Wild white storks born in UK for first time in centuries
White storks have hatched in the UK for the first time in about 600 years.
The chicks were born from one of three nests in the Knepp Estate in West Sussex on Friday. Onlookers watched as the parents regurgitated food to feed the chicks in their nest on an oak tree.
The same pair also tried to breed last year at the Knepp Estate - but without success.
There is evidence that storks have been breeding in the UK for around 360,000 years.
But the White Stork Project, which aims to reintroduce a wild stork population to Britain, said that the most recent record of storks breeding in the UK was 1416 in St Giles' Cathedral, Edinburgh.
Lucy Groves, project officer for the White Stork Project, described the news as "incredible".
She added" “These are early days for the chicks, and we will be monitoring them closely, but we have great hopes for them.
“This is just one step towards establishing this species in the South of England. It may be a small step, but it is an exciting one.
“This stunning species has really captured people’s imagination and it has been great following the sightings of birds from the project during the period of lockdown and hearing about the joy and hope they have brought to people.”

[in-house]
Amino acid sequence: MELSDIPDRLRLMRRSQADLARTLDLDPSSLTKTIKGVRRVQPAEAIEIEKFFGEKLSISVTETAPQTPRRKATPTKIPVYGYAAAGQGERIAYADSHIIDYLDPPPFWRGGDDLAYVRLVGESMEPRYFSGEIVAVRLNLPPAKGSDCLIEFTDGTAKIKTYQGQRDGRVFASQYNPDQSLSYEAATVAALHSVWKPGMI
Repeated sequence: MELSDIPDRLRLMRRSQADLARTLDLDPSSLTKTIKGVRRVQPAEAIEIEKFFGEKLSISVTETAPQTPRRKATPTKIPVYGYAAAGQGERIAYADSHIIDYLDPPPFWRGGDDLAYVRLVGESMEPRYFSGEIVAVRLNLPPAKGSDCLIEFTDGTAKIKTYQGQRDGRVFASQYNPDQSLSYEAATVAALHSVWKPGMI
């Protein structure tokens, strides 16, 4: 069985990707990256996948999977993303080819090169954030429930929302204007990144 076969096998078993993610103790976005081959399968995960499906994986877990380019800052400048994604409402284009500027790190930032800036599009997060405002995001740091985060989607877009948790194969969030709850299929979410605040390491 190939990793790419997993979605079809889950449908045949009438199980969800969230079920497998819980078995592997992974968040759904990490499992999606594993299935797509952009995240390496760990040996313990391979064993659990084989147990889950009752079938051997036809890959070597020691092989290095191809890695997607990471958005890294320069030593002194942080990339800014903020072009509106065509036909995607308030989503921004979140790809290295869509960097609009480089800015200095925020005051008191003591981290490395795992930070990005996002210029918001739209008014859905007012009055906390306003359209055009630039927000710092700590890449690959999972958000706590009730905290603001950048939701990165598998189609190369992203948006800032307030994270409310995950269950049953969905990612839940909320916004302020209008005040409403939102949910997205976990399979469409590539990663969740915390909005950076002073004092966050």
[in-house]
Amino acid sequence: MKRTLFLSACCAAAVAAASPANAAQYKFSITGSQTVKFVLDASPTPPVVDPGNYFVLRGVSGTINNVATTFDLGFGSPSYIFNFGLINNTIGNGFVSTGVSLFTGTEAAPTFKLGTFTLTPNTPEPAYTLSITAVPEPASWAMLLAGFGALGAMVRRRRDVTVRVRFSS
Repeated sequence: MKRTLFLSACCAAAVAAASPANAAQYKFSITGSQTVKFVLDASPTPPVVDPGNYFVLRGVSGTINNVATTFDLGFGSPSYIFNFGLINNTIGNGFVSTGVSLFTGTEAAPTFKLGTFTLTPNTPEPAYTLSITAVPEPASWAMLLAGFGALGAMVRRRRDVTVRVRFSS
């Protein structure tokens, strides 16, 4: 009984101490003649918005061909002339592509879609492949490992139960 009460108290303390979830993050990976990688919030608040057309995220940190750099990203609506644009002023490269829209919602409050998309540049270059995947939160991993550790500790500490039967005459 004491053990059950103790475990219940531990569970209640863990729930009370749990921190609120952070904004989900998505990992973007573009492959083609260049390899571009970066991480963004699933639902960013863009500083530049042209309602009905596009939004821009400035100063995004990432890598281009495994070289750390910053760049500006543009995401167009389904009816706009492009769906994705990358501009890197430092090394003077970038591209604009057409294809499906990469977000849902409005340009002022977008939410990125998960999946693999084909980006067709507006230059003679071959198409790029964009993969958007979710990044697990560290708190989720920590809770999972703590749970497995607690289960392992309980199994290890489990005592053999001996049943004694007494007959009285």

The White Stork Project aims to reintroduce at least 50 breeding pairs of white storks to the UK by 2030.
It is believed that habitat loss, hunting and persecution contributed to the drop in the bird's population.
Isabella Tree, co-owner of Knepp with Charlie Burrell, said: “When I hear that clattering sound now, coming from the tops of our oak trees where they’re currently nesting at Knepp, it feels like a sound from the Middle Ages has come back to life.
“We watch them walking through the long grass on their long legs, kicking up insects and deftly catching them in their long beaks as they go – there’s no other bird that does that in the UK.
“It’s walking back into a niche that has been empty for centuries.”